With an autonomous and electrified trucking industry seemingly nigh, legacy trucking OEs and suppliers made it known Thursday that it’s not just industry upstarts who are developing the tech behind the industry’s future. What’s more, they said, their longtime relationships with fleets is the linchpin in deploying and refining autonomous and electric systems.
Representatives from Daimler Trucks (maker of Freightliner, Western Star and Detroit), Cummins and WABCO spoke in a panel titled “New Technologies Revolutionizing Commercial Vehicles” at the FTR Conference in Indianapolis. Panelists included Vinoo Thomas, director of product planning for Cummins; Greg Treinen, sales and marketing manager for Daimler Trucks North America’s advanced technology division; and Collin Shaw, product marketing leader for WABCO.
The discussions were broad, not focusing on too many specifics of the development of autonomous and electric trucks. But both automation and electrification are on the horizon, perhaps a near-term horizon, panelists said.
Deployment of the systems will be measured, however, and fleet testing is needed to refine the underlying elements of each major technology set, they said.
Daimler is slated to deliver a handful of electric trucks to fleets late this year, says Treinen, to “see how these vehicles will operate in their business, whether they fit, what charging time needs are, where they need to place the infrastructure,” he says.
“Fleets are going to start adopting [electric trucks] and we’re going to learn together,” says Shaw. “Before there’s mass adoption, we have to get the product to a state where [fleets] can adopt it in mass. There are unknowns out there that we don’t know about yet.”
Questions about standardizing charging ports and charging infrastructure still loom large, however. Thomas called electric energy storage the “800-pound gorilla” of electric vehicles, relative to both off-vehicle power storage and on-vehicle batteries. “What are you going to do to balance out the weight” of batteries, he said. “There are significant challenges in the base technology.”
Treinen said he hopes to see manufacturers and other suppliers work together to produce standardized charging ports so that “a competitor isn’t using one standard of charging port and we’re using another and the customer has a mixed fleet.”
“We want to make sure we’re all working together as an industry to create a uniform [standard],” he said.
Electric trucks present a host of new challenges for suppliers like WABCO, Shaw said. When the industry was eyeing natural gas as an alternative to diesel a half-decade ago, existing WABCO systems like braking and air generation only needed small adjustments from diesel-powered trucks to those running natural gas. “Electrification of the industry [presents] a fun issue,” he said. “The fundamentals of how we work are going to change a little bit.”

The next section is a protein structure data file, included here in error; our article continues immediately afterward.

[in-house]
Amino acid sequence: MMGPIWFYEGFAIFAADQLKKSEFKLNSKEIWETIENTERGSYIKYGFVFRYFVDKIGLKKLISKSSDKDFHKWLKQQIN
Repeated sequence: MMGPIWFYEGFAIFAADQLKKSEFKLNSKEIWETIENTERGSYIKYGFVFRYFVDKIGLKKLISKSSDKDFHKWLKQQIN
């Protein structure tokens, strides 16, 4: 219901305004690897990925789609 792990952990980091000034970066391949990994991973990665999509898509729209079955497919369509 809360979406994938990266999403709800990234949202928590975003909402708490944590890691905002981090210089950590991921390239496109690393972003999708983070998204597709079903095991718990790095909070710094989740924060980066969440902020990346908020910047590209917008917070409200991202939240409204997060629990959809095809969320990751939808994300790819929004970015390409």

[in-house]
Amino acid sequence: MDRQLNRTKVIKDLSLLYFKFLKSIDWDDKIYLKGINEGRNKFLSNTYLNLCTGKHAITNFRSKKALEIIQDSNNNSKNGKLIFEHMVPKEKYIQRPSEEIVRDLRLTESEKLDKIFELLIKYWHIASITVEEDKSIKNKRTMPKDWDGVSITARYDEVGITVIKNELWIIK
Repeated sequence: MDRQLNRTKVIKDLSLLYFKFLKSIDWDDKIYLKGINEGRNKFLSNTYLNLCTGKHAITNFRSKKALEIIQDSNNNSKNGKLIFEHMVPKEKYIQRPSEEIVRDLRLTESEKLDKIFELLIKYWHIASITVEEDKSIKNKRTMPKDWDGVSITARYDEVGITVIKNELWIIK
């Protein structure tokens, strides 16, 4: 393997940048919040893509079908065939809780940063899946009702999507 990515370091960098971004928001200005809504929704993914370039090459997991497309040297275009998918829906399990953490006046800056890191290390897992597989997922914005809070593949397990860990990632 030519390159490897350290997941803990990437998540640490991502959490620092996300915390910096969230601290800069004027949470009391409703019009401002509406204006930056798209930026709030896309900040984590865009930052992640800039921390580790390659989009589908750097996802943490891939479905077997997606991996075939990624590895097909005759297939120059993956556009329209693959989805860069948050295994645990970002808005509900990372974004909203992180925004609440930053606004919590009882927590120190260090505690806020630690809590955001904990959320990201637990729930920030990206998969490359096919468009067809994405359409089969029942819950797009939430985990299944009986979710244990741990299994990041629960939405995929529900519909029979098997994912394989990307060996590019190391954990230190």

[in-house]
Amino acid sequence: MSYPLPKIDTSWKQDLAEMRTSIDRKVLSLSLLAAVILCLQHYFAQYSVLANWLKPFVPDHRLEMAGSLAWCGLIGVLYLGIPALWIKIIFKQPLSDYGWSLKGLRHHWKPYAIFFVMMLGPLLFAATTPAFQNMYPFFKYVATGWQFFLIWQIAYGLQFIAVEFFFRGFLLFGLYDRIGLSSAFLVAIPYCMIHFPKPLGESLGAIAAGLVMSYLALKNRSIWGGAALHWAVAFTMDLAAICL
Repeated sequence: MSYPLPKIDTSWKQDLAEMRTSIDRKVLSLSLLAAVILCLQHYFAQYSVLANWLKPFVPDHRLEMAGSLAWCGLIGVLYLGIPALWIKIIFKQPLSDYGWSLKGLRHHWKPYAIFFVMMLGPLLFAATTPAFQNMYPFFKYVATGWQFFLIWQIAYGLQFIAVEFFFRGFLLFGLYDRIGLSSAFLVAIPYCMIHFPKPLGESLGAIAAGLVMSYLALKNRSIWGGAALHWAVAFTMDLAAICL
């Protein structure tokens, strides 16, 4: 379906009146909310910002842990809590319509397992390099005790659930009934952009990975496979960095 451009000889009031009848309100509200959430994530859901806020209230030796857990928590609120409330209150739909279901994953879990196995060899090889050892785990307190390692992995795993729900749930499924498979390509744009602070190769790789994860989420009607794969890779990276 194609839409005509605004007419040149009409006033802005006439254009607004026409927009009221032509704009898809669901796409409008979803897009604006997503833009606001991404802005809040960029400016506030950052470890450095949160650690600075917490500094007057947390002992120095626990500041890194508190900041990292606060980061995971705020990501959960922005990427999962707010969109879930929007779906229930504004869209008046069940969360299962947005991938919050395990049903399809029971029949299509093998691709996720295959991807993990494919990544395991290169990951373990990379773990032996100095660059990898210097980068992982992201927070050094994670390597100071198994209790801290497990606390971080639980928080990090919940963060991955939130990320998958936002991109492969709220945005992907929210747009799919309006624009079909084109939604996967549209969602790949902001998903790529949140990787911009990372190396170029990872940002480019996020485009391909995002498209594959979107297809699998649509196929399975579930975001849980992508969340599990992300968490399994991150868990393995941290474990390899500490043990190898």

Braking system requirements, for instance, will be much different for electric vehicles, due to the regenerative braking (a form of kinetic energy storage) needs. Electric vehicles “[present] a unique opportunity for us to change up how the braking system works,” he said. Likewise, air generation will need to be evaluated. “You have this very quiet electric vehicle, do you want a noisy compressor? How do you generate air in a manner that’s acceptable to the driver and the fleet? How do we generate air through various portions of the vehicle? And where does the air go?”
Thomas says the hardware challenges likely will be easier to solve than the software challenges. There will be “so many smart systems on vehicles,” he said, noting the “critical aspect” for “these subsystems to be able to talk and integrate.”
The data produced by these smart systems, however, will reap big rewards for OEs and truck owners. “The ability to amass a big amount of data and do some analytics and to add value to the user will be there very early on,” he says. “Any electric provider expects the experience to be much better than it was with conventional products,” he said, referring to the implementation of existing telematics systems.
Both Shaw and Treinin pointed to adoption rates of safety tech over the last decade as evidence for fleets’ thirst to put such technology into service, even if they’re hesitant when the technology is first introduced. For example, Treinen said take rates of Detroit’s collision avoidance system, Detroit Assurance, have soared to more than 70 percent — from about 25 percent — in only a few years.
Deploying platooning systems is as a stepping stone to fully autonomous trucks, said Shaw. Though platooning offers certain “operational efficiencies” to fleets, he said, “What it helps us as an industry do is start introducing” automated systems. “It helps us introduce vehicle communication, helps us to develop protocols so vehicles can talk to each other and eventually talk to infrastructure,” he said. “The platooning conversation is important even if some fleets are skeptical. Mass deployment won’t happen for a bit, but it’s important to keep the discussion going because it helps us deploy the next steps [of autonomy]. It helps us bridge the gap [to Level] 4 and 5 autonomous driving.”